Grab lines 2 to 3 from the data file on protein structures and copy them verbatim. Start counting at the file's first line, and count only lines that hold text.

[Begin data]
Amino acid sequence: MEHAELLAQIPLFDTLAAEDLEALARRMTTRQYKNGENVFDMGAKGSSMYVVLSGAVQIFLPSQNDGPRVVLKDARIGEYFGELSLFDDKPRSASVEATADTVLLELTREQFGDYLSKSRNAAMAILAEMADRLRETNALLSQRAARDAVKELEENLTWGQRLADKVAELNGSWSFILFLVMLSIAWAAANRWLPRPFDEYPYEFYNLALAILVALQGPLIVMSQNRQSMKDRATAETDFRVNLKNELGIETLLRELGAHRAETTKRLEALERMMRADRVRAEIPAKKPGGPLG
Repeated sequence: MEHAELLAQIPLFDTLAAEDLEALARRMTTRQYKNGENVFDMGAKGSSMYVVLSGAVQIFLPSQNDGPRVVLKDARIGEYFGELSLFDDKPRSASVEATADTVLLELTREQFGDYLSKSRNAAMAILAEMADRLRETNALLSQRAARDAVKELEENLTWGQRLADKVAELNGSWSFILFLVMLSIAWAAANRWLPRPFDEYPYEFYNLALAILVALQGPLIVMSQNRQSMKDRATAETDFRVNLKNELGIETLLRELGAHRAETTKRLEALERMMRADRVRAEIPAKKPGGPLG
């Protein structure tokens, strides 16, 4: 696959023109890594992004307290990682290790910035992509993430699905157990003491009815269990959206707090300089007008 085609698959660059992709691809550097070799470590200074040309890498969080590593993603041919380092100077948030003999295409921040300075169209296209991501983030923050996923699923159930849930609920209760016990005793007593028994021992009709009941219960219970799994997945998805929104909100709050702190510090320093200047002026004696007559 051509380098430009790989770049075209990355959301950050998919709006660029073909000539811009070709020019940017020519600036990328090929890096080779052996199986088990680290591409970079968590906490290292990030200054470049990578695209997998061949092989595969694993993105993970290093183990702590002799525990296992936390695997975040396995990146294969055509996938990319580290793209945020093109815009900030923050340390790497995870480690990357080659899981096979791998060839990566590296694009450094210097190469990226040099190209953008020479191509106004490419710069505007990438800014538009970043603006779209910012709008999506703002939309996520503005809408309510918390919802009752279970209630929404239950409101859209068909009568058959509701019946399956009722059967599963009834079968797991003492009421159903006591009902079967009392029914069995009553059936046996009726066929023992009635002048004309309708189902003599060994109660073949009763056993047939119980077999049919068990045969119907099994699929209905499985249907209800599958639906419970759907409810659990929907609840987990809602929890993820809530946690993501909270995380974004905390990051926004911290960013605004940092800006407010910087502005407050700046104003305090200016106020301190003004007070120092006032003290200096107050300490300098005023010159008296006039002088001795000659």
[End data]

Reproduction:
Repeated sequence: MEHAELLAQIPLFDTLAAEDLEALARRMTTRQYKNGENVFDMGAKGSSMYVVLSGAVQIFLPSQNDGPRVVLKDARIGEYFGELSLFDDKPRSASVEATADTVLLELTREQFGDYLSKSRNAAMAILAEMADRLRETNALLSQRAARDAVKELEENLTWGQRLADKVAELNGSWSFILFLVMLSIAWAAANRWLPRPFDEYPYEFYNLALAILVALQGPLIVMSQNRQSMKDRATAETDFRVNLKNELGIETLLRELGAHRAETTKRLEALERMMRADRVRAEIPAKKPGGPLG
């Protein structure tokens, strides 16, 4: 696959023109890594992004307290990682290790910035992509993430699905157990003491009815269990959206707090300089007008 085609698959660059992709691809550097070799470590200074040309890498969080590593993603041919380092100077948030003999295409921040300075169209296209991501983030923050996923699923159930849930609920209760016990005793007593028994021992009709009941219960219970799994997945998805929104909100709050702190510090320093200047002026004696007559 051509380098430009790989770049075209990355959301950050998919709006660029073909000539811009070709020019940017020519600036990328090929890096080779052996199986088990680290591409970079968590906490290292990030200054470049990578695209997998061949092989595969694993993105993970290093183990702590002799525990296992936390695997975040396995990146294969055509996938990319580290793209945020093109815009900030923050340390790497995870480690990357080659899981096979791998060839990566590296694009450094210097190469990226040099190209953008020479191509106004490419710069505007990438800014538009970043603006779209910012709008999506703002939309996520503005809408309510918390919802009752279970209630929404239950409101859209068909009568058959509701019946399956009722059967599963009834079968797991003492009421159903006591009902079967009392029914069995009553059936046996009726066929023992009635002048004309309708189902003599060994109660073949009763056993047939119980077999049919068990045969119907099994699929209905499985249907209800599958639906419970759907409810659990929907609840987990809602929890993820809530946690993501909270995380974004905390990051926004911290960013605004940092800006407010910087502005407050700046104003305090200016106020301190003004007070120092006032003290200096107050300490300098005023010159008296006039002088001795000659």